Among those competing this week in the Alfred Dunhill Links Pro-Am are superstar professionals Rory McIlroy, Jon Rahm and Justin Rose, along with a fortunate collection of amateurs such as the eclectic, enigmatic, endearing actor, Bill Murray, who was seen hitting shots one-handed early in the week. The tournament, similar to the AT&T Pebble Beach Pro-Am held on the U.S. PGA Tour each February, is the consummate combination of competition and camaraderie.
The fortunate golfers are playing three iconic courses, Kingsbarns, Carnoustie and of course the host, The Old Course at St. Andrews, final round site for those who survive the 54-hole cut.
Guests of PerryGolf are quite familiar with the triumvirate, any of which can highlight an Escorted or Customized Tour to Scotland. For more than 30 years, PerryGolf has been a international leader in global golf travel. PerryGolf now offers Tours to South Africa, South America, New Zealand, Norway and beyond, however, the company, founded by two Scottish brothers, traces its roots to building custom itineraries for golfers who want to play the game in the land where it was born.
Kingsbarns, the baby of the bunch by far opened in 2000 and Kyle Phillips’ design was adored from the outset, drawing praise from fellow architect Tom Doak. The North Sea dominates the background on each shot, the wind ripples the flag as tee shots scoot down wide, firm and fast fairways, trying to dodge devilish pot bunkers. Kingsbarns delivers the a full and frisky links experience, albeit in a modern dress.
Carnoustie, considered the most difficult course in The Open rota, crowned Francesco Molinari during The 147th Open in 2018, as he tamed the beast, holding off Tiger Woods, among others. Padraig Harrington also outlasted Sergio Garcia in a playoff at Carnoustie, which has served as The Open host on eight occasions and counts Ben Hogan, Gary Player and Tom Watson among its champions.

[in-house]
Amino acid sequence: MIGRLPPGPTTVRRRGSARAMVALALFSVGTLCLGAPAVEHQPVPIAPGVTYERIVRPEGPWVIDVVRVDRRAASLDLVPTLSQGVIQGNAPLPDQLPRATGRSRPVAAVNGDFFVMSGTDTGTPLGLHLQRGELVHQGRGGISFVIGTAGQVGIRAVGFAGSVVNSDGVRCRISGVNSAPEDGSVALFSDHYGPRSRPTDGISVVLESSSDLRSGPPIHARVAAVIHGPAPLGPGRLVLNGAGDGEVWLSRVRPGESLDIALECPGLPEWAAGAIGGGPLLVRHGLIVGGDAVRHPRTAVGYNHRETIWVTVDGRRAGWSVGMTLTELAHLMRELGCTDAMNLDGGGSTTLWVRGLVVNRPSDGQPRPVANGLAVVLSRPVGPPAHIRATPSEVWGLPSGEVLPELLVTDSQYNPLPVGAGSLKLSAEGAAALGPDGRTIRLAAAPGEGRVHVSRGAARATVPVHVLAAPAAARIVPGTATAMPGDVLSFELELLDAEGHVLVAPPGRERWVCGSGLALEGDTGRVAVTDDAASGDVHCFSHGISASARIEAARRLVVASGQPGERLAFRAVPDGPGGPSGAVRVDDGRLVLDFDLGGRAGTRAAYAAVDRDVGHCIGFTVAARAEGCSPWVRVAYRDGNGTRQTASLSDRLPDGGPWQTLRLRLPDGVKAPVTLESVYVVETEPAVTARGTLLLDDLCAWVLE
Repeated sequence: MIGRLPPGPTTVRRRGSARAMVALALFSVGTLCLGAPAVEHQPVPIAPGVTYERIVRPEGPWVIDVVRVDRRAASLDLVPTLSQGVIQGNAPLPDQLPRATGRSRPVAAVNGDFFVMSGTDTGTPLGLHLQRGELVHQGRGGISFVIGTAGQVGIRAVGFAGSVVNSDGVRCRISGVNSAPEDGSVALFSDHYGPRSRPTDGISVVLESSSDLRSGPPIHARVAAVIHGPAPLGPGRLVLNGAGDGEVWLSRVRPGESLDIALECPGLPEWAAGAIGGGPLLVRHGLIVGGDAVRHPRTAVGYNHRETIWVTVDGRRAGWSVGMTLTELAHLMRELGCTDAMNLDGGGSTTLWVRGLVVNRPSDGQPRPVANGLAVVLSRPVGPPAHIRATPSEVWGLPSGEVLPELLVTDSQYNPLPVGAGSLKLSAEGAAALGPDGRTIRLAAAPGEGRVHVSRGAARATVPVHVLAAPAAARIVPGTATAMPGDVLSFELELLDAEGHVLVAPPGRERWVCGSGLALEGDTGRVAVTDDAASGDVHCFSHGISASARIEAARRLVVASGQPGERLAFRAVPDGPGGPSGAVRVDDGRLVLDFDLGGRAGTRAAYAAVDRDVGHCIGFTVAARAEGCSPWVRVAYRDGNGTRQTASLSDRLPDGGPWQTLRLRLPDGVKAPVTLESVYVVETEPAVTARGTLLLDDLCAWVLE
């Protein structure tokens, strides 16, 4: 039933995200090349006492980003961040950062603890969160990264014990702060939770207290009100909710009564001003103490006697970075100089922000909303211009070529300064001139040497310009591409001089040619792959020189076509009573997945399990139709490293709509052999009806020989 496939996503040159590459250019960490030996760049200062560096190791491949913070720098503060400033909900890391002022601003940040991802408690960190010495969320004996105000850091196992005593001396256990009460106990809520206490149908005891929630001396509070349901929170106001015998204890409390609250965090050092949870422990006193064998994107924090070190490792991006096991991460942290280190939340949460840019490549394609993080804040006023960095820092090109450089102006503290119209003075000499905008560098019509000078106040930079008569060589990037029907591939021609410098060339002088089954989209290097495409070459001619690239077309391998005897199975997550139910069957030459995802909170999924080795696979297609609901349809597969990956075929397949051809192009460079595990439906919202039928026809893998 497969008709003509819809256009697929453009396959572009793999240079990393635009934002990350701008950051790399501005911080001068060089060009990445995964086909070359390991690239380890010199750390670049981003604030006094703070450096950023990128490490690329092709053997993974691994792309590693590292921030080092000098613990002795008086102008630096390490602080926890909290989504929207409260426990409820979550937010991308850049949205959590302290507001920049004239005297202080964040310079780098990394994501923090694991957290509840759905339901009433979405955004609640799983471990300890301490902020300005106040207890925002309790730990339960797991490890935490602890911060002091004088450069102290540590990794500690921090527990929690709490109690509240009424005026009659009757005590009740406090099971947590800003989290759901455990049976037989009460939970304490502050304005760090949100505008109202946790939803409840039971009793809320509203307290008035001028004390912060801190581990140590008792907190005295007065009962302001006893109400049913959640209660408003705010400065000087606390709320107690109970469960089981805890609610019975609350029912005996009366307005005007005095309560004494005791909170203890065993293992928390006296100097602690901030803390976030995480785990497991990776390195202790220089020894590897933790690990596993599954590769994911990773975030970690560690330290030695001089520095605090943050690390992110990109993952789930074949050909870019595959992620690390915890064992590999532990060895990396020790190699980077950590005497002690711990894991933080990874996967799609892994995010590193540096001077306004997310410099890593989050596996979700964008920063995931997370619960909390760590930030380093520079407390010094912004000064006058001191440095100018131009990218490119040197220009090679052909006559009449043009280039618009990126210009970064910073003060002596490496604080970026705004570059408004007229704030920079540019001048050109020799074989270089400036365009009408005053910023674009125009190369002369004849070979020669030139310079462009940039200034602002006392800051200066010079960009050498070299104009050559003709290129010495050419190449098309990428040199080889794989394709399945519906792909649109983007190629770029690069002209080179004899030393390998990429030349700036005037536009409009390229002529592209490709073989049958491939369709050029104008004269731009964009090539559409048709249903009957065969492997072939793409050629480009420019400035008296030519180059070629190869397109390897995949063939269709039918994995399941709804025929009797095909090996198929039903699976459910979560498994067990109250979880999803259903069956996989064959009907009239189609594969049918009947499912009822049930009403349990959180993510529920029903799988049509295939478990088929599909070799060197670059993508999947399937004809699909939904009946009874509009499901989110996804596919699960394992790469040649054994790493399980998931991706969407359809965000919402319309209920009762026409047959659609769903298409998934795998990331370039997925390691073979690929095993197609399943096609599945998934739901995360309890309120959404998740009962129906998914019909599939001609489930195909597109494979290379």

The Old Course will serve as The Open host for the 30th time in 2021 for the 150th edition of the championship. (PerryGolf is proud to be an Authorised Ticket Provider for The Open)
Zach Johnson and Louis Oosthuizen claimed the last two Claret Jugs at St Andrews. Dr. Alister MacKenzie, architect of Royal Melbourne and Augusta National, admired the reward of a precise tee shot on No. 16, the alternative routes to make a par on No. 14 and the intricacies of the famous Road Hole, No. 17. MacKenzie wrote, in the ‘Ideal Holes’ chapter of “The Spirit of St. Andrews” that the Old Course was the only golf course on real links land that has not been defaced by the hand of man.
In describing ideal holes it is extremely difficult to get away from the Old Course at St. Andrews. I was much enamored of the strategy of the course … but today I am still more amazed at its subtlety.”Dr. Alister MacKenzie, ‘The Spirit of St. Andrews’
MacKenzie’s masterpiece is arguably Cypress Point, perched on the tip of the Monterey Peninsula in California on sandy soil among the cypress and the pines. When a friend mentioned it in the same breath as the indomitable Old Course, MacKenzie scoffed at him.
“St Andrews cannot be compared with Cypress Point,” MacKenzie told his friend. “St. Andrews is first class, there is no second, and Cypress Point comes a very bad third.”
The Old Course meanders through the heart of the charming town and is closed on all but four Sundays each year, adding to its allure, mystique and accessibility. On the links’ day of rest, residents and visitors are often seen sharing a picnic basket adjacent to a fairway or taking a stroll across the Swilcan Bridge, which, through the years, has been the centerpiece for keepsake snapshots and iconic photographs of legendary champions bidding golf’s oldest championship farewell.
Click a photo of your own on a PerryGolf tour, walking those same fairways with your friends and family alongside.